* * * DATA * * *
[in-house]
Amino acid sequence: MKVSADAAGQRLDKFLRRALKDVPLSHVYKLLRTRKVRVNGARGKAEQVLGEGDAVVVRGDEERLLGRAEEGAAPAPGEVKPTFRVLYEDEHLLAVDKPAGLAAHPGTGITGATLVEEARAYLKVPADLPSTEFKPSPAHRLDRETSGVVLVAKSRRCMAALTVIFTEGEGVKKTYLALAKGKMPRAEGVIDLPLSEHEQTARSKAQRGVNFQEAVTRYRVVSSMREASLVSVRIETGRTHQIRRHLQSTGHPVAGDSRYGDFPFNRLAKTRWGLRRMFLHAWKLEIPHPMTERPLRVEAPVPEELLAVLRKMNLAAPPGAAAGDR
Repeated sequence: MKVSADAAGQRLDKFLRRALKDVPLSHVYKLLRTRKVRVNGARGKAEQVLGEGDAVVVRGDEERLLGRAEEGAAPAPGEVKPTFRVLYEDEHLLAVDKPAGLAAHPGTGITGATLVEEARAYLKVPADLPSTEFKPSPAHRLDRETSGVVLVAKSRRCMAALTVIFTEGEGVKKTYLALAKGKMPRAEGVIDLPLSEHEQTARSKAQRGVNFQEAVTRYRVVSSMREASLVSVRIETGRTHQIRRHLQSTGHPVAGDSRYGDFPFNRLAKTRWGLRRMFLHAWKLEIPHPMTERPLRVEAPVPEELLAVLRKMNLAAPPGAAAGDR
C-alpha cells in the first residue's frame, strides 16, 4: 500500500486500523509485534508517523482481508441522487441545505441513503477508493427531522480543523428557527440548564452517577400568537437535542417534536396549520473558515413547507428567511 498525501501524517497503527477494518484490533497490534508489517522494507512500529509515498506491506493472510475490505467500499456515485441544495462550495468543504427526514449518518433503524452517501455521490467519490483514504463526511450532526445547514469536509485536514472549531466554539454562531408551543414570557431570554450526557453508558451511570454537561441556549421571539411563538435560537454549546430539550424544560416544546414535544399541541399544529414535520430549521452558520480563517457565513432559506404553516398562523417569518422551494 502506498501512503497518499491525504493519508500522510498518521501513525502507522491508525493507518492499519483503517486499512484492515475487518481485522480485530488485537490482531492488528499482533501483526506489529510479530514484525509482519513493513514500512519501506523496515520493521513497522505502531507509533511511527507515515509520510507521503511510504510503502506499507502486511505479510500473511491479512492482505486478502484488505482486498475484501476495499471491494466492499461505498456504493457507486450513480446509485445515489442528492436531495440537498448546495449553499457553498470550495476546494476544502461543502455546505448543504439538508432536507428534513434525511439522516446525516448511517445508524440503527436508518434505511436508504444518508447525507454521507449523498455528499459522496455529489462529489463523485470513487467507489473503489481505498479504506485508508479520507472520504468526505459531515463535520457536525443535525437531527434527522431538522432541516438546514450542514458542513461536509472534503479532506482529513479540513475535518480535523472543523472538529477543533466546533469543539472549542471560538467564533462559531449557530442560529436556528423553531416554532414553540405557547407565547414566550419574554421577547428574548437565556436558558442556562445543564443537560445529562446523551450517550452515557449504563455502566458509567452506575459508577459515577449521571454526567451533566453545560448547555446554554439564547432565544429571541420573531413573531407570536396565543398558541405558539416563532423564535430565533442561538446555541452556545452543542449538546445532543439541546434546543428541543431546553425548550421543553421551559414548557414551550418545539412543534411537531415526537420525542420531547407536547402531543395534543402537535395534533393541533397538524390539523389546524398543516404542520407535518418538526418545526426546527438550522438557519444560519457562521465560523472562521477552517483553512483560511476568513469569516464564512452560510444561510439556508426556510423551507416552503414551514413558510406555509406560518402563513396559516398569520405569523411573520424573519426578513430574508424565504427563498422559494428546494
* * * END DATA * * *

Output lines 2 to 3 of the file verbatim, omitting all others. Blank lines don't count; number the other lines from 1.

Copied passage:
Amino acid sequence: MKVSADAAGQRLDKFLRRALKDVPLSHVYKLLRTRKVRVNGARGKAEQVLGEGDAVVVRGDEERLLGRAEEGAAPAPGEVKPTFRVLYEDEHLLAVDKPAGLAAHPGTGITGATLVEEARAYLKVPADLPSTEFKPSPAHRLDRETSGVVLVAKSRRCMAALTVIFTEGEGVKKTYLALAKGKMPRAEGVIDLPLSEHEQTARSKAQRGVNFQEAVTRYRVVSSMREASLVSVRIETGRTHQIRRHLQSTGHPVAGDSRYGDFPFNRLAKTRWGLRRMFLHAWKLEIPHPMTERPLRVEAPVPEELLAVLRKMNLAAPPGAAAGDR
Repeated sequence: MKVSADAAGQRLDKFLRRALKDVPLSHVYKLLRTRKVRVNGARGKAEQVLGEGDAVVVRGDEERLLGRAEEGAAPAPGEVKPTFRVLYEDEHLLAVDKPAGLAAHPGTGITGATLVEEARAYLKVPADLPSTEFKPSPAHRLDRETSGVVLVAKSRRCMAALTVIFTEGEGVKKTYLALAKGKMPRAEGVIDLPLSEHEQTARSKAQRGVNFQEAVTRYRVVSSMREASLVSVRIETGRTHQIRRHLQSTGHPVAGDSRYGDFPFNRLAKTRWGLRRMFLHAWKLEIPHPMTERPLRVEAPVPEELLAVLRKMNLAAPPGAAAGDR